Nuclear pioneer dies

30 April 2001

Sidney Siegel, a former president of the American Nuclear Society and advocate of nuclear energy for peaceful uses, has died at the age of 89.

Siegel joined Westinghouse Electric in 1938, researching on the effect of radiation on solids. From 1950 to 1972 he was vice president and technical director of the Los Angeles-based Atomics International, where he worked on nuclear energy to power communications satellites and other space vehicles. From 1972 to 1975 he was associate director for energy and the environment at Oak Ridge National Laboratory.

Siegel was strongly opposed to nuclear weapons proliferation but committed to nuclear energy, believing it was cleaner, cheaper and safer than coal. In 1957 he helped organise the American Nuclear Society to promote nuclear research and engineering.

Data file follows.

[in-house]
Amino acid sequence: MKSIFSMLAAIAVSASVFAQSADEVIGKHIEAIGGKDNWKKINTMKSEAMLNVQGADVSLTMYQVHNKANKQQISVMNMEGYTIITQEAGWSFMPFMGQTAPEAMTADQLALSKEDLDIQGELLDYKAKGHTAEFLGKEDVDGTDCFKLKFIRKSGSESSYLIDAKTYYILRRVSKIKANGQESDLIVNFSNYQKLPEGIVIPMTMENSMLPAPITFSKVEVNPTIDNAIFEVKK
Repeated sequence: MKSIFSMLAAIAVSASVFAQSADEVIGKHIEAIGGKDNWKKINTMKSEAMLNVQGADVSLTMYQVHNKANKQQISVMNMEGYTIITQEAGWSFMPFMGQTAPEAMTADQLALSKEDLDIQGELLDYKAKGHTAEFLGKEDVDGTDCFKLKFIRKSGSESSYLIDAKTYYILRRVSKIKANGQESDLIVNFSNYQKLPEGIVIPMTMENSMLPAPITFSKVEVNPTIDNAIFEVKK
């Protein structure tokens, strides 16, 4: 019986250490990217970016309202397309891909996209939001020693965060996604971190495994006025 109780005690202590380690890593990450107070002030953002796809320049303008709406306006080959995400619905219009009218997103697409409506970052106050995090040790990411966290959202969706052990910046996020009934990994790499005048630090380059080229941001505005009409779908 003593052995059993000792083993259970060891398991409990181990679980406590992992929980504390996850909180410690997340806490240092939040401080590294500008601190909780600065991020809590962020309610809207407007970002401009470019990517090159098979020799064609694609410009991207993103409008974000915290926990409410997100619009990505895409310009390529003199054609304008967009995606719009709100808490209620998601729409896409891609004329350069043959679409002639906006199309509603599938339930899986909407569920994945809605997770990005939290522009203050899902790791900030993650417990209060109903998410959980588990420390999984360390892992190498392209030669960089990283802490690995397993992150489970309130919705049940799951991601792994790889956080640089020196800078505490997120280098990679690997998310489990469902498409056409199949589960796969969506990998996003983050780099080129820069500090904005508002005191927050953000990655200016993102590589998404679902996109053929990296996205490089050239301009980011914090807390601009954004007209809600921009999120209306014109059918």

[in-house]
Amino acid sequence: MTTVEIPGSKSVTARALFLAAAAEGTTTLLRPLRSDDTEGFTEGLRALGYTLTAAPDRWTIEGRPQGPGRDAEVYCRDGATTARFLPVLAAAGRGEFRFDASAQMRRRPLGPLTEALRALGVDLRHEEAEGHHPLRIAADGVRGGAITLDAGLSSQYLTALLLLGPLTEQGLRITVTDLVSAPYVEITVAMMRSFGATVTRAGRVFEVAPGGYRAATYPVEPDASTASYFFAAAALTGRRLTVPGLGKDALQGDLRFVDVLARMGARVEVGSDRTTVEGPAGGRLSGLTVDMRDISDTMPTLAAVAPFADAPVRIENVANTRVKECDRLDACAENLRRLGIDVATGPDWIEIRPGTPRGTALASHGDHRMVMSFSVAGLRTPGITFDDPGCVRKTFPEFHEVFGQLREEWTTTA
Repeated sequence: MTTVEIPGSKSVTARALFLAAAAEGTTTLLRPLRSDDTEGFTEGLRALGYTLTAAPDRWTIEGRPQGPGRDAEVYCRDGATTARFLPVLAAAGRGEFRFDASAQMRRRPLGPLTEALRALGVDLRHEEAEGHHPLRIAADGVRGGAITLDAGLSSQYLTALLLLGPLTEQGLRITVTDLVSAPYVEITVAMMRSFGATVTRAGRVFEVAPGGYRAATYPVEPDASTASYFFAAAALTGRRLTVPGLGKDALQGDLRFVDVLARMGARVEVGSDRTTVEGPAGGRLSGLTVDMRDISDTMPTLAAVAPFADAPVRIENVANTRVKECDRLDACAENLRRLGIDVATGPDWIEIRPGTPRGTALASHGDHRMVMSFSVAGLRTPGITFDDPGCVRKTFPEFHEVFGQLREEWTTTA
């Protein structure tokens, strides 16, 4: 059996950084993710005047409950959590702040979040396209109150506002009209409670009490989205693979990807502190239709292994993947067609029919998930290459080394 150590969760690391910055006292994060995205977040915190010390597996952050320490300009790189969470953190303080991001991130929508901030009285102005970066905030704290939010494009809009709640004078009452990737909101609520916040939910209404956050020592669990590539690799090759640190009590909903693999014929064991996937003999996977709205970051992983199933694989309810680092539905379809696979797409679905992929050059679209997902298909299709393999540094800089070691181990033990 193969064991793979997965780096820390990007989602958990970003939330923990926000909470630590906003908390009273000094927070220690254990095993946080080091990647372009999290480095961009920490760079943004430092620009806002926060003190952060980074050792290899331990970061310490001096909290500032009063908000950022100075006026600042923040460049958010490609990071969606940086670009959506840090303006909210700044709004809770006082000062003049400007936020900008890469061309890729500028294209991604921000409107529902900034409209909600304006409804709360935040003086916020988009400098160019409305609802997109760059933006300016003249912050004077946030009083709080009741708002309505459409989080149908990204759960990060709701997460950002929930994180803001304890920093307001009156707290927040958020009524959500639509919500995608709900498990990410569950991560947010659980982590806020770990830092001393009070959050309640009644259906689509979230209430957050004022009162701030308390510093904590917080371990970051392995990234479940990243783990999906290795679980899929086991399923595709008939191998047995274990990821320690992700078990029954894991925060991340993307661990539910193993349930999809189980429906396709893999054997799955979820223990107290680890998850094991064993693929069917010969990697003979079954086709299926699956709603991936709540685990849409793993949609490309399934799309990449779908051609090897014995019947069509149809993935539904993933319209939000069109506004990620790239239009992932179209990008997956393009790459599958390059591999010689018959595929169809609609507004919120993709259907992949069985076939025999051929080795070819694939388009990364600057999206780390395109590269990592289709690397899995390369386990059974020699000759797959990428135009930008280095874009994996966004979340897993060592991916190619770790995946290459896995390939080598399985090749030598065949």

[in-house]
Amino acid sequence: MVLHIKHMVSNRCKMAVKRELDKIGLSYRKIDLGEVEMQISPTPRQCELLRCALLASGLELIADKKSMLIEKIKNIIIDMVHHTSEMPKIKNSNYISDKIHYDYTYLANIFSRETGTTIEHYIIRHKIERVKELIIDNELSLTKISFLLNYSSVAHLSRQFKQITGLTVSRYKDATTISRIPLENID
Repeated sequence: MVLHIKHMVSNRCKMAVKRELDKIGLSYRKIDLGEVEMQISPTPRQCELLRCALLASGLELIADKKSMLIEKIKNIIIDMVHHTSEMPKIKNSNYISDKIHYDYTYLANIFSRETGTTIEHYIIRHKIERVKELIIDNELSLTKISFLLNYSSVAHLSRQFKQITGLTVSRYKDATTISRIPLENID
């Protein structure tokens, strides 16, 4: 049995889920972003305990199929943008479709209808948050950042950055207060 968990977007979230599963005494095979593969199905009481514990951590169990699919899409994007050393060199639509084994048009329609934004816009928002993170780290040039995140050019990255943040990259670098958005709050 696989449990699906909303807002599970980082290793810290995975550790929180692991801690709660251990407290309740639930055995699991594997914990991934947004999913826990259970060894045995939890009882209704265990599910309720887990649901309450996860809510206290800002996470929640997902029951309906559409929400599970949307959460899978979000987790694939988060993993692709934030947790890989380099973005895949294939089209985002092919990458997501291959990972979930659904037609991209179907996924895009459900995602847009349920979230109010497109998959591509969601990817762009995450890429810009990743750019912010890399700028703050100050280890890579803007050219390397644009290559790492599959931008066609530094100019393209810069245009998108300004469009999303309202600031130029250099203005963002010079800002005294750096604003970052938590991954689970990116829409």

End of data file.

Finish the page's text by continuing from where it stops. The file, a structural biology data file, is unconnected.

Related Articles
Vietnam's reactor programme expands to eight



Privacy Policy
We have updated our privacy policy. In the latest update it explains what cookies are and how we use them on our site. To learn more about cookies and their benefits, please view our privacy policy. Please be aware that parts of this site will not function correctly if you disable cookies. By continuing to use this site, you consent to our use of cookies in accordance with our privacy policy unless you have disabled them.